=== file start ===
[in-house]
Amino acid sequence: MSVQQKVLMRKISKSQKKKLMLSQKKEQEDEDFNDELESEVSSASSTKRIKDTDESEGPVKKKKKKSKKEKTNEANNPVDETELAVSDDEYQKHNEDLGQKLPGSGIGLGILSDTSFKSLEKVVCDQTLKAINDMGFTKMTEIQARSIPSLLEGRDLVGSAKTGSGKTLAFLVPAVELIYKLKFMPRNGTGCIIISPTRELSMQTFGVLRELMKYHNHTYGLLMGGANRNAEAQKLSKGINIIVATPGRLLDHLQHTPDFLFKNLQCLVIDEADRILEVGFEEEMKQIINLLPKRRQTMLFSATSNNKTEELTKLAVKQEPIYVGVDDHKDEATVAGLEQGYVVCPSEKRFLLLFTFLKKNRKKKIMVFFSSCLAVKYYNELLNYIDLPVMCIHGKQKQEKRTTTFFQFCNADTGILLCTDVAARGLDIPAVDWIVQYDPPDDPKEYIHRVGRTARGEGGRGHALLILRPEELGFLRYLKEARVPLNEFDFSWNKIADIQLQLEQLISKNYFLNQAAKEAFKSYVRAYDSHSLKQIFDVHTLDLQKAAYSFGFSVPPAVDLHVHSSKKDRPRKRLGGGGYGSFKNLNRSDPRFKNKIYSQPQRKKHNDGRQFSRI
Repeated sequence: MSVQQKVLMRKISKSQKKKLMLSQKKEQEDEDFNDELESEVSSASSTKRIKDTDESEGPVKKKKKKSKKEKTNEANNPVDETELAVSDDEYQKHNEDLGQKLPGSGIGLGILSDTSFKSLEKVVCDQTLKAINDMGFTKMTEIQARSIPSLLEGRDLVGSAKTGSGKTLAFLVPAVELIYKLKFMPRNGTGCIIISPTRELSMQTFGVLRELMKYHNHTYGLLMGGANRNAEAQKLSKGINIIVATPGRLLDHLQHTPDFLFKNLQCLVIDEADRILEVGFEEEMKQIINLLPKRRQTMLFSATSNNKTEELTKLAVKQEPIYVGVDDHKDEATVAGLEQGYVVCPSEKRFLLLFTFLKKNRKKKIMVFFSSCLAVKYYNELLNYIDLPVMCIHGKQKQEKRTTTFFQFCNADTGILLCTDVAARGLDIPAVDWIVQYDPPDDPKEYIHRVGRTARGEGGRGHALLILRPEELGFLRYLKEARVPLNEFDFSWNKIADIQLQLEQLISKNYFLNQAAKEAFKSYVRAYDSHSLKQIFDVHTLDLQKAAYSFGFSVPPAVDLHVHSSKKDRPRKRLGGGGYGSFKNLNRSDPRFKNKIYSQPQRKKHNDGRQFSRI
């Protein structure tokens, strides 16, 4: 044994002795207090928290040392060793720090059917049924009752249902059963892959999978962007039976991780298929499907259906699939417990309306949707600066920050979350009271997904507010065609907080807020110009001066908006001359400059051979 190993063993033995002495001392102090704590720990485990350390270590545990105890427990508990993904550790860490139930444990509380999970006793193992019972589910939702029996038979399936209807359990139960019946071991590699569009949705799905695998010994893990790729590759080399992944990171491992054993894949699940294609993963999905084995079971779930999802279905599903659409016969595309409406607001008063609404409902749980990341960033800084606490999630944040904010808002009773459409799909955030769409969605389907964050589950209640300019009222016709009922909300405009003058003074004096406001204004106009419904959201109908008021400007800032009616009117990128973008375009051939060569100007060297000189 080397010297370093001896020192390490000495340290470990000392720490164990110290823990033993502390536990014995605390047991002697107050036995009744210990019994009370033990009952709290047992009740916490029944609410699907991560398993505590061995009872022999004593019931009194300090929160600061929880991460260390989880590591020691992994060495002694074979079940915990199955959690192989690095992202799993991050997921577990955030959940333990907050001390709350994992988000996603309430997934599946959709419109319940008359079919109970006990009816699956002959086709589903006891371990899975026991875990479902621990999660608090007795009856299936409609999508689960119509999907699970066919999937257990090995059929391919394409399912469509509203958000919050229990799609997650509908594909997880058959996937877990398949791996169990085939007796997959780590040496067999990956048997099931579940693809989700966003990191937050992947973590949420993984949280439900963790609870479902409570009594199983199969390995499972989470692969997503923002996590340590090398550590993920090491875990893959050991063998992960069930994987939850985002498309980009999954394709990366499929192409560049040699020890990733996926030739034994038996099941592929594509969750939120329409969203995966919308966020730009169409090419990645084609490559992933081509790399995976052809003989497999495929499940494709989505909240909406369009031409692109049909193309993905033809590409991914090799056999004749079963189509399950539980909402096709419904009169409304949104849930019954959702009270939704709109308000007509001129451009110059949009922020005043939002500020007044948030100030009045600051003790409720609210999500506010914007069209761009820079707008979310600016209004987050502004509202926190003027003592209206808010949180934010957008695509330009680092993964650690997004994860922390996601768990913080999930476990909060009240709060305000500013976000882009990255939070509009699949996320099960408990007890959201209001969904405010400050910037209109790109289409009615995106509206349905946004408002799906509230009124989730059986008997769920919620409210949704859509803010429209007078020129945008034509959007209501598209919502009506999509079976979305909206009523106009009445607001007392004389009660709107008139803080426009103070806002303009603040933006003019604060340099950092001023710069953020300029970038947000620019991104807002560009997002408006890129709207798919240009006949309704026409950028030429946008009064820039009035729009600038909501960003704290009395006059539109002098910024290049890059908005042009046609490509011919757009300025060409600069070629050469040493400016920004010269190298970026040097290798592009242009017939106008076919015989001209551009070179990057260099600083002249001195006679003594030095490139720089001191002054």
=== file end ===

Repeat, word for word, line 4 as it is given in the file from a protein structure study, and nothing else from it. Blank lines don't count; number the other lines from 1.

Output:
């Protein structure tokens, strides 16, 4: 044994002795207090928290040392060793720090059917049924009752249902059963892959999978962007039976991780298929499907259906699939417990309306949707600066920050979350009271997904507010065609907080807020110009001066908006001359400059051979 190993063993033995002495001392102090704590720990485990350390270590545990105890427990508990993904550790860490139930444990509380999970006793193992019972589910939702029996038979399936209807359990139960019946071991590699569009949705799905695998010994893990790729590759080399992944990171491992054993894949699940294609993963999905084995079971779930999802279905599903659409016969595309409406607001008063609404409902749980990341960033800084606490999630944040904010808002009773459409799909955030769409969605389907964050589950209640300019009222016709009922909300405009003058003074004096406001204004106009419904959201109908008021400007800032009616009117990128973008375009051939060569100007060297000189 080397010297370093001896020192390490000495340290470990000392720490164990110290823990033993502390536990014995605390047991002697107050036995009744210990019994009370033990009952709290047992009740916490029944609410699907991560398993505590061995009872022999004593019931009194300090929160600061929880991460260390989880590591020691992994060495002694074979079940915990199955959690192989690095992202799993991050997921577990955030959940333990907050001390709350994992988000996603309430997934599946959709419109319940008359079919109970006990009816699956002959086709589903006891371990899975026991875990479902621990999660608090007795009856299936409609999508689960119509999907699970066919999937257990090995059929391919394409399912469509509203958000919050229990799609997650509908594909997880058959996937877990398949791996169990085939007796997959780590040496067999990956048997099931579940693809989700966003990191937050992947973590949420993984949280439900963790609870479902409570009594199983199969390995499972989470692969997503923002996590340590090398550590993920090491875990893959050991063998992960069930994987939850985002498309980009999954394709990366499929192409560049040699020890990733996926030739034994038996099941592929594509969750939120329409969203995966919308966020730009169409090419990645084609490559992933081509790399995976052809003989497999495929499940494709989505909240909406369009031409692109049909193309993905033809590409991914090799056999004749079963189509399950539980909402096709419904009169409304949104849930019954959702009270939704709109308000007509001129451009110059949009922020005043939002500020007044948030100030009045600051003790409720609210999500506010914007069209761009820079707008979310600016209004987050502004509202926190003027003592209206808010949180934010957008695509330009680092993964650690997004994860922390996601768990913080999930476990909060009240709060305000500013976000882009990255939070509009699949996320099960408990007890959201209001969904405010400050910037209109790109289409009615995106509206349905946004408002799906509230009124989730059986008997769920919620409210949704859509803010429209007078020129945008034509959007209501598209919502009506999509079976979305909206009523106009009445607001007392004389009660709107008139803080426009103070806002303009603040933006003019604060340099950092001023710069953020300029970038947000620019991104807002560009997002408006890129709207798919240009006949309704026409950028030429946008009064820039009035729009600038909501960003704290009395006059539109002098910024290049890059908005042009046609490509011919757009300025060409600069070629050469040493400016920004010269190298970026040097290798592009242009017939106008076919015989001209551009070179990057260099600083002249001195006679003594030095490139720089001191002054």